Welcome to Monument Lab, a public art and history podcast. Each episode, host Paul Farber explores stories and critical conversations around the past, present, and future of monuments. We speak to the artists, activists, and historians on the frontlines, building the next generation of public spaces through stories of social justice and equity. Here are the monumental people, places, and ideas of our time.
Monumental “Local Diaspora” in St. Louis with MADAD’s Damon Davis, Mallory Rukhsana Nezam, and De Nichols
MADAD’s Damon Davis, Mallory Rukhsana Nezam, and De Nichols work to reimagine how joy, justice, and interactivity improve public spaces in St. Louis. The group started their collaborations during the making of Mirror Casket, a sculpture, performance, and visual call to action composed in the aftermath of the murder of Michael Brown in Ferguson in 2014. Mirror Casket is now in the collection of the Smithsonian National Museum of African American History and Culture.Their new project, Black Memory STL: Division, Displacement, and Local Diaspora, is a multi-year series of public art installations and interventions in partnership with the Brickline Greenway development and the Griot Museum of Black History. MADAD are 2020 Monument Lab Fellows.
Museums are Not Neutral with Movement Co-Founders La Tanya S. Autry and Mike Murawski
The phrase “Museums Are Not Neutral” is both a hashtag and the rallying words of a movement. This mantra has already changed the way museums are visited, curated, and protested. Amplified by our guests art worker La Tanya S. Autry and museum educator Mike Murawski, #MuseumsAreNotNeutral has been shared more than a million times online by museum curators and educators, and by colleagues in related fields like libraries and archives. We speak to Autry and Murawski about the roots of their Museums Are Not Neutral campaign, how they collaborate and build across social media, and how museums can and should transform as spaces of connection.
Commemorating the 1918 Flu Pandemic with Mütter Museum Organizer Nancy Hill
This episode, we speak to Nancy Hill about cultural memory and timely lessons from the 1918 pandemic. The parallels between then and now are astounding, informative, and troubling. Hill is one of the Philadelphia-based organizers of the Mütter Museum’s exhibition on the 1918 pandemic, Spit Spreads Death. She shares insights with us about how the pandemic is and is not remembered today.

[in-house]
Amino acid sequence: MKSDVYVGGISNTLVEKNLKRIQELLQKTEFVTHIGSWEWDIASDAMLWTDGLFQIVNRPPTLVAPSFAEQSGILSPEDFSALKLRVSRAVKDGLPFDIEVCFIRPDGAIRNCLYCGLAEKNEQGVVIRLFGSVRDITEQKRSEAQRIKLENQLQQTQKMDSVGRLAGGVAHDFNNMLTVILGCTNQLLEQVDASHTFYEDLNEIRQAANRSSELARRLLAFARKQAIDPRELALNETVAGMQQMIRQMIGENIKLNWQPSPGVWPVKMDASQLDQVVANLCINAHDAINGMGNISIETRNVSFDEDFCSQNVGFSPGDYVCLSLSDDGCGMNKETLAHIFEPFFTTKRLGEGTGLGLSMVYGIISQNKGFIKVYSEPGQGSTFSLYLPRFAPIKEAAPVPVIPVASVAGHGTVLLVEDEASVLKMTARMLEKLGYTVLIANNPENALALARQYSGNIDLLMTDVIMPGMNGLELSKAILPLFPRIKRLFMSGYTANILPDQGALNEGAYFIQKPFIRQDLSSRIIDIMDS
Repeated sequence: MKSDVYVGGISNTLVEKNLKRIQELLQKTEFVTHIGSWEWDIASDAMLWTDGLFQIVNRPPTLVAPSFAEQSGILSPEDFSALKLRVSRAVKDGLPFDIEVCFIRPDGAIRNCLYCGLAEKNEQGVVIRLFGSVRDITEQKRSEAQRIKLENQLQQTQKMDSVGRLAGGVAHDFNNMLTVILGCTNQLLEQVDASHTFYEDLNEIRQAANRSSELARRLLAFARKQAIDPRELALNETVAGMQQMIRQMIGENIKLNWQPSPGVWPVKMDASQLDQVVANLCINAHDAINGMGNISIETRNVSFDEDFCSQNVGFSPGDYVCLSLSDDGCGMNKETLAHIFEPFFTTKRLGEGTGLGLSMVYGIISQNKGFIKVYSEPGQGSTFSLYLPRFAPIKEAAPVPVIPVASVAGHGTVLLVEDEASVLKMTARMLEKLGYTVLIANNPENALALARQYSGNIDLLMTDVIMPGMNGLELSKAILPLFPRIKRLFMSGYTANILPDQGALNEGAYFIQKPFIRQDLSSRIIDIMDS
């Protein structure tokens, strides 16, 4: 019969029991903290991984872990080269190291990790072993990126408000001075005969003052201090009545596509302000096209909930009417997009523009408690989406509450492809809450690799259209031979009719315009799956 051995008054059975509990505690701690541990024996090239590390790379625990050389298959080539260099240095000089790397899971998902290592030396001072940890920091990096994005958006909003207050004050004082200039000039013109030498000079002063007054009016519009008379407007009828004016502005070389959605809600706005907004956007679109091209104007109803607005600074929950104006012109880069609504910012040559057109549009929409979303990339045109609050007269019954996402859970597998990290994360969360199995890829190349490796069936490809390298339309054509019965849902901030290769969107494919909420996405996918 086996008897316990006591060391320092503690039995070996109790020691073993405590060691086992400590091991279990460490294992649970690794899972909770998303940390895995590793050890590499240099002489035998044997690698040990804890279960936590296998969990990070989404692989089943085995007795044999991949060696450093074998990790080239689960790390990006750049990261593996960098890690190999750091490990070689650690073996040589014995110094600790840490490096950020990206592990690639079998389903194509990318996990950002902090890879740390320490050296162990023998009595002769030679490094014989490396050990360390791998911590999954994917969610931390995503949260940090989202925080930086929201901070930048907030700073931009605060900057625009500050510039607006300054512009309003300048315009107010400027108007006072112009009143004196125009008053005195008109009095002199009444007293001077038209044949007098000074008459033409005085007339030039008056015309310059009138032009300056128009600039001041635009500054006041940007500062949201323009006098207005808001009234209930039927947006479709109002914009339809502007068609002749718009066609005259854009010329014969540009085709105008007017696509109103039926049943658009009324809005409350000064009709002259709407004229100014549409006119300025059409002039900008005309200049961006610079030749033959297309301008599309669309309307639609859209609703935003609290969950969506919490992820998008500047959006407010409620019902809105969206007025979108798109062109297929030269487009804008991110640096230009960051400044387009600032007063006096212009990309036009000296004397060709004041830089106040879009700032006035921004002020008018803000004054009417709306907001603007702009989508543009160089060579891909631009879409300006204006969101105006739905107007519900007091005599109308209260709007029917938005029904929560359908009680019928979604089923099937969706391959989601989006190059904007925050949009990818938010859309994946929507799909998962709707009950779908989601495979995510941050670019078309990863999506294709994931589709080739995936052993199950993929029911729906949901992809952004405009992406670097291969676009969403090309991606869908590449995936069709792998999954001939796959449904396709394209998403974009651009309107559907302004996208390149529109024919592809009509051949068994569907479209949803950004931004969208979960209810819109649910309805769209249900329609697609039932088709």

Word Sound Power: A Self Determined Lexicon for Commemorative Justice with Historical Strategist Free Egunfemi Bangura
This episode, we speak to Free Egunfemi Bangura about her work in “Commemorative Justice,” a term she coined. She also breaks down her projects that have left an imprint on Richmond, and how traveling outside of the country has shifted her thinking on her homegrown projects.
Bearing Witness in the U.S.-Mexico Borderlands with Conservationist Laiken Jordahl
This episode, we speak to Laiken Jordahl, during the time of self-isolation and quarantine for COVID-19, about the accelerated pace of construction of the border wall. He shares the devastating impacts on the land and residents of the region, the ecological outcomes on endangered species and water systems, and the importance of bearing witness in the borderlands.
No Return to Normal with Artist Mel Chin
During the time of self-isolation and quarantine for COVID-19, we speak to Mel Chin to discuss how he and other artists stay connected, and how his new S.O.U.R.C.E. Studio has a fellowship for women, trans, and non-binary artists to spend time developing their craft. Plus, Chin shares the story of discovering that he won the prestigious MacArthur Genius award.
I needed this.
Monument Lab, more like monument rad! But seriously, I miss this kind of talk. Much needed for my daily commute. Makes me have a new understanding of the invisible fabric that shapes our worlds.
A monumental podcast
An inspiring look at projects around the nation seeking to shift how we think about representation, public art, electoral politics, activism and more.